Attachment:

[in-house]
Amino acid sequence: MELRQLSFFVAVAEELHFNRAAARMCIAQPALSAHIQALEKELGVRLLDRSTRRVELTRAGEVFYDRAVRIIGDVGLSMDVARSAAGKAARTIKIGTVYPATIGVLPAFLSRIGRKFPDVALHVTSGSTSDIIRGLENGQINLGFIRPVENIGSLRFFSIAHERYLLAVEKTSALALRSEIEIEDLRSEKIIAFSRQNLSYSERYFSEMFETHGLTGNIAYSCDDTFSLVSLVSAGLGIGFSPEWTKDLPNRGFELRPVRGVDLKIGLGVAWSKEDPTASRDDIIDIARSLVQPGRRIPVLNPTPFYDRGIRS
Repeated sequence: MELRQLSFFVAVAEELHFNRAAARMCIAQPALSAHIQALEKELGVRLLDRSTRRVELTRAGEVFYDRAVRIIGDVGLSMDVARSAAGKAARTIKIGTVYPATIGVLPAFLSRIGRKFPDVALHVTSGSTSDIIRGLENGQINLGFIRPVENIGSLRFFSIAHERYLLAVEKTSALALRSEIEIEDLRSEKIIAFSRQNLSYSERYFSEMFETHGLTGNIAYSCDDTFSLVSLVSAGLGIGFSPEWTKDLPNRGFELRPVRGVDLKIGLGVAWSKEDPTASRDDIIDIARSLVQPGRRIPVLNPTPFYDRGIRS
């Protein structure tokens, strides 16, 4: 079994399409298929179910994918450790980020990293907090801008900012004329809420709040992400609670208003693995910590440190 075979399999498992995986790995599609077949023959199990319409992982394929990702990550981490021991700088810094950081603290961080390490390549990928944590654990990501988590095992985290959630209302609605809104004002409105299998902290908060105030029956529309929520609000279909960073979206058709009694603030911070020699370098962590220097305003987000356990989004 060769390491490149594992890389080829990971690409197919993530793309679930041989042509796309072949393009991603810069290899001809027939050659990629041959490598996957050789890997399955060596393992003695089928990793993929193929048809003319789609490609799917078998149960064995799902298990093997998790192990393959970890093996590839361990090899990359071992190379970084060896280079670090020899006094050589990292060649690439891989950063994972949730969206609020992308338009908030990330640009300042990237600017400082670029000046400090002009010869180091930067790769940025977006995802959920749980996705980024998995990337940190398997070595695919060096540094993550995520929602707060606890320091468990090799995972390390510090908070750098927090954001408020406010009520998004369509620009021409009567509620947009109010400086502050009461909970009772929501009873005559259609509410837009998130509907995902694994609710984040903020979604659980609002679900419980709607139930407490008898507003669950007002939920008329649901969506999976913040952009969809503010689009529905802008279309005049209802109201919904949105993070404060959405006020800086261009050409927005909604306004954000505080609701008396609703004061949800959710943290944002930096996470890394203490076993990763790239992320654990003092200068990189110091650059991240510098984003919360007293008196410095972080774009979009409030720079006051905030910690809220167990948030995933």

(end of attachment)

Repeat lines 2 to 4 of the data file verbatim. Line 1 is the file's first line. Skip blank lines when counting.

Amino acid sequence: MELRQLSFFVAVAEELHFNRAAARMCIAQPALSAHIQALEKELGVRLLDRSTRRVELTRAGEVFYDRAVRIIGDVGLSMDVARSAAGKAARTIKIGTVYPATIGVLPAFLSRIGRKFPDVALHVTSGSTSDIIRGLENGQINLGFIRPVENIGSLRFFSIAHERYLLAVEKTSALALRSEIEIEDLRSEKIIAFSRQNLSYSERYFSEMFETHGLTGNIAYSCDDTFSLVSLVSAGLGIGFSPEWTKDLPNRGFELRPVRGVDLKIGLGVAWSKEDPTASRDDIIDIARSLVQPGRRIPVLNPTPFYDRGIRS
Repeated sequence: MELRQLSFFVAVAEELHFNRAAARMCIAQPALSAHIQALEKELGVRLLDRSTRRVELTRAGEVFYDRAVRIIGDVGLSMDVARSAAGKAARTIKIGTVYPATIGVLPAFLSRIGRKFPDVALHVTSGSTSDIIRGLENGQINLGFIRPVENIGSLRFFSIAHERYLLAVEKTSALALRSEIEIEDLRSEKIIAFSRQNLSYSERYFSEMFETHGLTGNIAYSCDDTFSLVSLVSAGLGIGFSPEWTKDLPNRGFELRPVRGVDLKIGLGVAWSKEDPTASRDDIIDIARSLVQPGRRIPVLNPTPFYDRGIRS
């Protein structure tokens, strides 16, 4: 079994399409298929179910994918450790980020990293907090801008900012004329809420709040992400609670208003693995910590440190 075979399999498992995986790995599609077949023959199990319409992982394929990702990550981490021991700088810094950081603290961080390490390549990928944590654990990501988590095992985290959630209302609605809104004002409105299998902290908060105030029956529309929520609000279909960073979206058709009694603030911070020699370098962590220097305003987000356990989004 060769390491490149594992890389080829990971690409197919993530793309679930041989042509796309072949393009991603810069290899001809027939050659990629041959490598996957050789890997399955060596393992003695089928990793993929193929048809003319789609490609799917078998149960064995799902298990093997998790192990393959970890093996590839361990090899990359071992190379970084060896280079670090020899006094050589990292060649690439891989950063994972949730969206609020992308338009908030990330640009300042990237600017400082670029000046400090002009010869180091930067790769940025977006995802959920749980996705980024998995990337940190398997070595695919060096540094993550995520929602707060606890320091468990090799995972390390510090908070750098927090954001408020406010009520998004369509620009021409009567509620947009109010400086502050009461909970009772929501009873005559259609509410837009998130509907995902694994609710984040903020979604659980609002679900419980709607139930407490008898507003669950007002939920008329649901969506999976913040952009969809503010689009529905802008279309005049209802109201919904949105993070404060959405006020800086261009050409927005909604306004954000505080609701008396609703004061949800959710943290944002930096996470890394203490076993990763790239992320654990003092200068990189110091650059991240510098984003919360007293008196410095972080774009979009409030720079006051905030910690809220167990948030995933």